Dobrokhotov V.,Western Kentucky University |
Oakes L.,Western Kentucky University |
Sowell D.,Western Kentucky University |
Larin A.,Western Kentucky University |
And 8 more authors.
Sensors and Actuators, B: Chemical | Year: 2012
Chemical sensors were fabricated on the basis of novel nanomaterials - silica nanosprings. High chemical sensitivity was achieved by coating the silica nanosprings with ZnO using atomic layer deposition (ALD), followed by decorating with metal nanoparticles. The optimum operational conditions (T = 400°C, ZnO grain size ∼15 nm) were obtained and investigated. The nanospring-based sensors demonstrated remarkable vapor sensing properties: well-defined spikes in conductance upon exposure to explosives (TNT, TATP) and flammable vapors (toluene, acetone, ethanol) were obtained for 0.1 ms exposure times at ppb level. Based on surface doping of ZnO with various metallic nanoparticles, a discrimination mechanism was developed and an integrated sensor-array for simultaneous real-time resistance scans was built. The integrated sensor response was tested using linear discriminant analysis (LDA). The distinguished electronic signatures of various chemical vapors were obtained at ppm level. © 2012 Elsevier B.V.
Timalsina Y.P.,University of Idaho |
Branen J.,University of Idaho |
Aston D.E.,University of Idaho |
Noren K.,University of Idaho |
And 4 more authors.
Journal of Applied Physics | Year: 2011
In this study, alternating current impedance spectroscopic analysis of the biofunctionalization process of a vertically-aligned (silica) nanosprings (VANS) surface is presented. The VANS surface is functionalized with a biotinylated immunoglobulin G (B-IgG) layer formed by physisorption of B-IgG from the solution phase. Bovine serum albumin passivation of the B-IgG layer reduces additional surface adsorption by blocking the potential sites of weak bond formation via electrostatic and hydrophobic interactions. As avidin acts as a receptor of biotinylated compounds, avidin conjugated glucose oxidase (Av-GOx) binds to the B-IgG layer via biotin. This avidin-biotin bond is a stable bond with high association affinity (Ka=1015 M-1) that withstands wide variations in chemistry and pH. An IgG layer without biotin shows no binding to the Av-GOx, indicating that bonding is through the avidin-biotin interaction. Finally, fluoroscein iso-thiocyanate (FITC) labeled biotinylated bovine serum albumin (B-BSA) added to the Av-GOx surface is used to fluorescently label Av-GOx for fluorescent measurements that allow for the correlation of surface binding with impedance measurements. Modeling of impedance spectra measured after the addition of each biological solution indicates that the bimolecular layers behave as insulating layers. The impedance spectra for the VANS-based sensor are compared to simple parallel capacitor sensors, sans VANS, and serve as controls. VANS-based sensors exhibit a greater magnitude of change between successive bio-layers relative to the controls below 10 kHz. Changes in the magnitudes of the components of the VANS equivalent circuit indicate that the addition of biological layers changes the effective dielectric response of the VANS via the impediment of ionic motion and biomolecule polarization. © 2011 American Institute of Physics.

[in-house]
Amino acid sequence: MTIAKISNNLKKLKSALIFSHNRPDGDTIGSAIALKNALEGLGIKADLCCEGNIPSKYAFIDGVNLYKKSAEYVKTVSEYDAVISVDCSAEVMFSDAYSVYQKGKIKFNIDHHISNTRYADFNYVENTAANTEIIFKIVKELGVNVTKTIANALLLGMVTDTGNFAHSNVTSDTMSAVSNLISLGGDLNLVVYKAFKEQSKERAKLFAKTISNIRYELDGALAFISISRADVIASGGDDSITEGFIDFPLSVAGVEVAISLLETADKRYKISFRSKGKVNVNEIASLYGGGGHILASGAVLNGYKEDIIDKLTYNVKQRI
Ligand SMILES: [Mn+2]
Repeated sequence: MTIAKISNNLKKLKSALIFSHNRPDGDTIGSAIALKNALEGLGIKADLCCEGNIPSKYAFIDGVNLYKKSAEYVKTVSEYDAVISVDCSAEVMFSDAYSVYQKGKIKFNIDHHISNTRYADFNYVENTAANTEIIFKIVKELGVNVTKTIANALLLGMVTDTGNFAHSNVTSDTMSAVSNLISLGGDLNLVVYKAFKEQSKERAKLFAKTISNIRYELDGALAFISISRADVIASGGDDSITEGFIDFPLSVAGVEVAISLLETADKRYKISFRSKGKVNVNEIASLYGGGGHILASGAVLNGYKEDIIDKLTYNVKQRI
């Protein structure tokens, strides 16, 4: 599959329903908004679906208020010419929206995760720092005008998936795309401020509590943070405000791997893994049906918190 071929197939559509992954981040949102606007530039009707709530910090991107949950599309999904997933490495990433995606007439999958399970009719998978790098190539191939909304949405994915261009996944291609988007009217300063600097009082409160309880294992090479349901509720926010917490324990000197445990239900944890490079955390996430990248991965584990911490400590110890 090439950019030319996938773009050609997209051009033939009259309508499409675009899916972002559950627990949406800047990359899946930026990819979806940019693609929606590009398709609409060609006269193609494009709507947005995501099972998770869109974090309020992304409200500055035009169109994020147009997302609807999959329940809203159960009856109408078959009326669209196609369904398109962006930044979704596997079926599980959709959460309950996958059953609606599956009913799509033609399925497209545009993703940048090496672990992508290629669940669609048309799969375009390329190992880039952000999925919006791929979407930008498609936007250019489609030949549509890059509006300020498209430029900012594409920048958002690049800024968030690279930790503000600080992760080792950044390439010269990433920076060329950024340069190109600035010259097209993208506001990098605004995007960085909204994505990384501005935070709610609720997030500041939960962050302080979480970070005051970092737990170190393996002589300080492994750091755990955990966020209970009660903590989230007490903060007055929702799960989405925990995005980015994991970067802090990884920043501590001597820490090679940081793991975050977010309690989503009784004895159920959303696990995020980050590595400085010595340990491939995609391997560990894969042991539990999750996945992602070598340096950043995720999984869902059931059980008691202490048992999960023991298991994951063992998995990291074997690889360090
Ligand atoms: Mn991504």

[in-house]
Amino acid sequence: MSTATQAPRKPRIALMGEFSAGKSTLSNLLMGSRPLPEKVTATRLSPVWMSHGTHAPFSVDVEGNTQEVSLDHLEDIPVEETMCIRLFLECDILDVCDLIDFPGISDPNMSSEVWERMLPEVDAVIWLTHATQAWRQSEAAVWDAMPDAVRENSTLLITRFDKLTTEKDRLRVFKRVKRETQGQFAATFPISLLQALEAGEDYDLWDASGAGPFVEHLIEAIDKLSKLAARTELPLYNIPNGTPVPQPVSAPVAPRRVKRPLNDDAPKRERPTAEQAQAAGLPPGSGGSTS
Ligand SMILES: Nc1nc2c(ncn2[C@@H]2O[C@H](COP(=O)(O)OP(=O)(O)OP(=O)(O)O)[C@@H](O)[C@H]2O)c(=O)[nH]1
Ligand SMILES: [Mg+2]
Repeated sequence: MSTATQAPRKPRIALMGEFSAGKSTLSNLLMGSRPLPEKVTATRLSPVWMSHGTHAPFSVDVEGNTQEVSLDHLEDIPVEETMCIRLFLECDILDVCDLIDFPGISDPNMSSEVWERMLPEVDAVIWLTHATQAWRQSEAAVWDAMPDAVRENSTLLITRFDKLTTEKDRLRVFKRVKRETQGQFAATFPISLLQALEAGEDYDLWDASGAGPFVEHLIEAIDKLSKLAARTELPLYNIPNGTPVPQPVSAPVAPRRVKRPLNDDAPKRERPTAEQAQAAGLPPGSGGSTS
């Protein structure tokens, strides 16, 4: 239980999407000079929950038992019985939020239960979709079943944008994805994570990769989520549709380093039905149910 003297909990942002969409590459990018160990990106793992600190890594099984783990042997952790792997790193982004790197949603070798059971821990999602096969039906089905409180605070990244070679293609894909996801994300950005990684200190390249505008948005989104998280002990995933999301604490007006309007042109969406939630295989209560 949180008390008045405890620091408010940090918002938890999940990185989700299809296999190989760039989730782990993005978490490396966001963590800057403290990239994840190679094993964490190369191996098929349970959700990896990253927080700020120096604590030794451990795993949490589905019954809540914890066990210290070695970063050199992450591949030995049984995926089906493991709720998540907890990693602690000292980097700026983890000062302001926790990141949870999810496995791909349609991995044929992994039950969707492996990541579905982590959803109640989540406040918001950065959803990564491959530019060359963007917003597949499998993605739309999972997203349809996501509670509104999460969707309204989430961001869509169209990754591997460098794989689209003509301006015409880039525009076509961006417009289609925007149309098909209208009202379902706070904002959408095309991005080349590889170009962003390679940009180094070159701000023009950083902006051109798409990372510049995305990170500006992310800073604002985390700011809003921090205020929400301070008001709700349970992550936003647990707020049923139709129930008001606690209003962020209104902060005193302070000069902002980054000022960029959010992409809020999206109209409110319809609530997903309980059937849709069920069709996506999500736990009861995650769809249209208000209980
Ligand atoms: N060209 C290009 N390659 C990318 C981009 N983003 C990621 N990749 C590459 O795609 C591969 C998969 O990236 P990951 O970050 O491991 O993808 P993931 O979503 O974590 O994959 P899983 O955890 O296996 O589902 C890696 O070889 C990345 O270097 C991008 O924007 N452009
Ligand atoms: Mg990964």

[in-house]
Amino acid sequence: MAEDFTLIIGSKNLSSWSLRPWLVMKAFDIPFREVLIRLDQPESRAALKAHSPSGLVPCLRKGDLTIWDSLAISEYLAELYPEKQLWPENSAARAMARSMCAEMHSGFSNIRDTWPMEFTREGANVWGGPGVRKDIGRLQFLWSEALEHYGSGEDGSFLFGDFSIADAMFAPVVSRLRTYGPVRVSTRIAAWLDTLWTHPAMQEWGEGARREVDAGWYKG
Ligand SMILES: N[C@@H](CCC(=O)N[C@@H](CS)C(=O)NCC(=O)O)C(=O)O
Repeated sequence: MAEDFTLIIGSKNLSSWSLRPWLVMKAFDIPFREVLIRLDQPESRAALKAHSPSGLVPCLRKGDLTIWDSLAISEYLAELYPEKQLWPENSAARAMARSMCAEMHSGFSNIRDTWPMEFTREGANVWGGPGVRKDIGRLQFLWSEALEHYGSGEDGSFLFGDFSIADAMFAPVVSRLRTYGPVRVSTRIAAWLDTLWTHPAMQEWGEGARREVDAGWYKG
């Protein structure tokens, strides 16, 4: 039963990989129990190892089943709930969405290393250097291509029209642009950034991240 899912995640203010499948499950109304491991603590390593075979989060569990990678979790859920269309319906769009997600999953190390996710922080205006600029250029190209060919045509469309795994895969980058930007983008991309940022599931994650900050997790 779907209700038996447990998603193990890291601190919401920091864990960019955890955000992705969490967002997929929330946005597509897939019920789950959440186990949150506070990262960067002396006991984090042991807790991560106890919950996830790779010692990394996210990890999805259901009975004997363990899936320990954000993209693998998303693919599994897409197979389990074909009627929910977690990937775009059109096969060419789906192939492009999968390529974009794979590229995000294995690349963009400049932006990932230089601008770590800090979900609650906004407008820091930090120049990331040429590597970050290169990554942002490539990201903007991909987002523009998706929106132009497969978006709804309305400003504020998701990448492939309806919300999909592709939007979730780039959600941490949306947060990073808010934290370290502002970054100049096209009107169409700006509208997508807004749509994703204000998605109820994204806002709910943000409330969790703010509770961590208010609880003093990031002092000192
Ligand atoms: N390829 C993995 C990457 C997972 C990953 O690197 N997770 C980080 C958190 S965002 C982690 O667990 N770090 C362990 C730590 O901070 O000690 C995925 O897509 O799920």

Sai V.V.R.,University of Idaho |
Gangadean D.,University of Idaho |
Gangadean D.,Maricopa Community Colleges |
Niraula I.,University of Idaho |
And 8 more authors.
Journal of Physical Chemistry C | Year: 2011
Silica nanosprings with large surface-to-volume ratios were coated with noble metal nanoparticles (NPs) using chemical vapor deposition or chemisorption of presynthesized or in situ synthesized nanoparticles. Chemisorption of presynthesized silver NPs onto amine-functionalized silica NS results in particularly interesting materials with small interparticle spacings and high surface-enhanced Raman scattering activity. SERS enhancement factors approaching ∼1010 were observed with thiophenol. In an alternative approach, silica NS coated with core-shell nanostructures, formed by deposition of catalytically reduced silver on AuNP-coated NS, exhibit a highly uniform SERS response with enhancement factors of ∼108. The advantages of these materials include (i) commercial availability of silica nanosprings, AuNPs/AgNPs, and silver enhancer solutions, (ii) simplicity and reproducibility of functionalization and deposition steps, and (iii) high SERS activity of these substrates rendering them of considerable interest for a variety of sensor applications. © 2010 American Chemical Society.